Reading Order

In general, I recommend reading all of the Great Books in the order in which they were written. For Plato, this order would be approximately:

Early Works Middle Works Late Works
Apology Cratylus Critias
Charmides Euthydemus Sophist
Crito Meno Statesman
Euthyphro Parmenides Timaeus
Gorgias Phaedo Philebus
Hippias Minor Phaedrus Laws
Hippias Major Republic
Ion Symposium
Laches Theaetetus

Another popular organizational scheme is to group the dialogs into thematic tetrologies, in which they are grouped into a 7×4 matrix; The rows are labeled: “What is man?”, “The Sophists”, “Socrates’ Trial”, “Speech and Knowledge”, “The Soul”, “Dialectic”, and “Man in the World”. The columns are labeled: “Cause”, “Desire and Nature”, “Will, Judgment, and Behavior”, and “Reason and Order”. The idea is to read the works in each row from left to right to explore a particular topic.

Another semi-thematic grouping is that used by The Penguin Group, which publishes some of the most popular translations. Penguin’s grouping has a lot to do with creating paperback volumes of a manageable length,

I will be mostly following the Penguin scheme for the simple reason that I mostly own the Penguin translations. I will be beginning with the dialogs in The Last Days of Socrates as I have found many forum posts which suggest it as a starting point for the study of Plato.

Great Books Project: End of Part I

I am now about six months into my Great Books project and this seems like a good time to stop and take stock.  I have now read and blogged about works written up to the end of the Peloponnesian War (404 BCE) in the Hellenistic tradition and up to the establishment of the Second Temple (516 BCE) in the Hebrew tradition.  Up to this point, the two have had almost no first-hand intellectual contact.  Soon, though, they will begin influencing each other to an increasing degree, beginning with Alexander’s conquest of the Persian empire and continuing until Paul and other evangelists permanently fuse them together to create the new tradition of Christianity.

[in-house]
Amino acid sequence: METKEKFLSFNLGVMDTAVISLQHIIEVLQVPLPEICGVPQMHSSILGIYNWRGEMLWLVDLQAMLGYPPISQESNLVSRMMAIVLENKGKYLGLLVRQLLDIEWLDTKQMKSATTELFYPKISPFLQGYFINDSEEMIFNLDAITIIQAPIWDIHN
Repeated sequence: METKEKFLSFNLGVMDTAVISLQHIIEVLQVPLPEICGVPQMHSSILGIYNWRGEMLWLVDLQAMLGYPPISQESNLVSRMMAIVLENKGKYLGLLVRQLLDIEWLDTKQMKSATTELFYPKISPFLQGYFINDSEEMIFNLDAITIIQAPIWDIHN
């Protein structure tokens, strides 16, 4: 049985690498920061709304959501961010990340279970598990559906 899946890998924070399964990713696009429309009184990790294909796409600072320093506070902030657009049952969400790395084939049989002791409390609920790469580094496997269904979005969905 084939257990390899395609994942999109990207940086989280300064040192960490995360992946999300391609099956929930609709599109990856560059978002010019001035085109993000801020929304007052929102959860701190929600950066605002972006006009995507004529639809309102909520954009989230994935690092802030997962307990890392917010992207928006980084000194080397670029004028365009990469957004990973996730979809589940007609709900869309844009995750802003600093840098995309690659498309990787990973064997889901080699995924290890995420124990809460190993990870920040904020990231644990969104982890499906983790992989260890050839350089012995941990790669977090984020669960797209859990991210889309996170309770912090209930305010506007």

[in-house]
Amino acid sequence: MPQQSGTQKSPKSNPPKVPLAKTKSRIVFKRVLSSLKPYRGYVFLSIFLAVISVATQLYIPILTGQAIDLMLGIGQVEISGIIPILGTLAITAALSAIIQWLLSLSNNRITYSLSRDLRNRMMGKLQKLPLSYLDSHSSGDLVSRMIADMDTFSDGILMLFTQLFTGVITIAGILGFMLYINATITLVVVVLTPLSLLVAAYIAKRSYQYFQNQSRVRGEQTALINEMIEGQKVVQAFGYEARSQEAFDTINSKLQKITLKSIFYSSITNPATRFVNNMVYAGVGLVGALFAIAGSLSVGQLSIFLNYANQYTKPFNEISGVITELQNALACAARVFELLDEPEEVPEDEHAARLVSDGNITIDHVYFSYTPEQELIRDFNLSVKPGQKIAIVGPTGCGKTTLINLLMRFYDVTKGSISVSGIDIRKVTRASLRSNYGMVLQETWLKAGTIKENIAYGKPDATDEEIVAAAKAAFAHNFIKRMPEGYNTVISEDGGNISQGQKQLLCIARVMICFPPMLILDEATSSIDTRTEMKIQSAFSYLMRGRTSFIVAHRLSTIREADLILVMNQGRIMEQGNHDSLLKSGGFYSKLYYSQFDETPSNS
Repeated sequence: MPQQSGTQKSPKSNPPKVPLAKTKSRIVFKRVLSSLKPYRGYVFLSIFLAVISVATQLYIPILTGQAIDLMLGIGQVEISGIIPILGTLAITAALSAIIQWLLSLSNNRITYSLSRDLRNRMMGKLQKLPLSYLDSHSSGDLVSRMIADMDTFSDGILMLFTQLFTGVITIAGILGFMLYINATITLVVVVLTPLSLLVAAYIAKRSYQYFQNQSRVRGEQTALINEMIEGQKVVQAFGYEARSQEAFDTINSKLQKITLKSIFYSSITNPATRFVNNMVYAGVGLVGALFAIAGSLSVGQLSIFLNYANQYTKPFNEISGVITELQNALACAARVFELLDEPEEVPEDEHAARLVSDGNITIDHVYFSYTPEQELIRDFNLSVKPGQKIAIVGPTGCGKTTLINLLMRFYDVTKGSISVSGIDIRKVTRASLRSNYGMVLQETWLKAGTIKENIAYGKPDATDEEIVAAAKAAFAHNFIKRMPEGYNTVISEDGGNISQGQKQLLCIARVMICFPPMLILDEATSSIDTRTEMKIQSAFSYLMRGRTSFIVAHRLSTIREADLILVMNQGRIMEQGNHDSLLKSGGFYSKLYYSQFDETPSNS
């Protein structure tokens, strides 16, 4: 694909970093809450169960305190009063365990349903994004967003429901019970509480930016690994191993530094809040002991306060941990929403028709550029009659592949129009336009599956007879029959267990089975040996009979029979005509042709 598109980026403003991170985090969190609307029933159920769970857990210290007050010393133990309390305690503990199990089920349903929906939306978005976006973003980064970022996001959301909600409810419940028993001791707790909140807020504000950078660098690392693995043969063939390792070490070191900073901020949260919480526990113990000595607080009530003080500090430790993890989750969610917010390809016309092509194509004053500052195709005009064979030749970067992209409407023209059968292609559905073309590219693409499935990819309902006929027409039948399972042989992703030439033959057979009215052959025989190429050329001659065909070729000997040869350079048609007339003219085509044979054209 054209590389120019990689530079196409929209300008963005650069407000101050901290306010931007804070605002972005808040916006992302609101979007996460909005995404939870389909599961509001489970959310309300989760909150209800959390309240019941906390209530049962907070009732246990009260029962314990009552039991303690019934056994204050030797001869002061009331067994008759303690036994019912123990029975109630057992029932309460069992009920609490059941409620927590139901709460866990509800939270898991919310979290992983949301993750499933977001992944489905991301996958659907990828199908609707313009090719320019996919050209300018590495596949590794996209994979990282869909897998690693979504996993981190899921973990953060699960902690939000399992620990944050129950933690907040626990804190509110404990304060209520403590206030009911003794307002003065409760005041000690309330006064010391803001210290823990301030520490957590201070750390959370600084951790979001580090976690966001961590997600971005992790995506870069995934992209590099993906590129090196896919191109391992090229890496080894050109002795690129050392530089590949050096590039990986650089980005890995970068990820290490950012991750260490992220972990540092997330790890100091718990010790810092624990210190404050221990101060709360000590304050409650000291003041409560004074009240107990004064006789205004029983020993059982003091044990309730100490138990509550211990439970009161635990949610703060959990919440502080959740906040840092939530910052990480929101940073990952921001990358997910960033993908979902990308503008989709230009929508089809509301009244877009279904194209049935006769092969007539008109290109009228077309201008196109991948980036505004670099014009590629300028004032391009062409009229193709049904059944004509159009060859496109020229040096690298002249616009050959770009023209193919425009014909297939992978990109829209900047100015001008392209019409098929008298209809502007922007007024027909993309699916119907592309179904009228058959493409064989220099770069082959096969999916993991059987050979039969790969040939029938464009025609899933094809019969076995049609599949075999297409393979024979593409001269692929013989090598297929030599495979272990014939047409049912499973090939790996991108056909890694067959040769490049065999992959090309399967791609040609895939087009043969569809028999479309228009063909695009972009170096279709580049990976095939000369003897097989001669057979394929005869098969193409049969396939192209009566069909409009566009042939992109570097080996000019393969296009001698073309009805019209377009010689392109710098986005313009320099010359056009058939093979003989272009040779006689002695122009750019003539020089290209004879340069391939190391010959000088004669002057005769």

I have come to think of the death of Socrates in 399 BCE as the end of Part I of the Great Books.  Socrates wrote no books himself, yet he brought together all previous Hellenic philosophy and all future Western philosophy owes something to the work of his disciple Plato, who is the next author whom I plan to cover.

Before I go on, I thought it would be useful to present a timeline of the lives of the Hellenistic authors in this first section.  I also included Plato and Xenophon because, though I think of them as belonging to the next period, their lives overlapped with the others.

Great Books Authors Timeline: Ancient Greece (Click to Enlarge)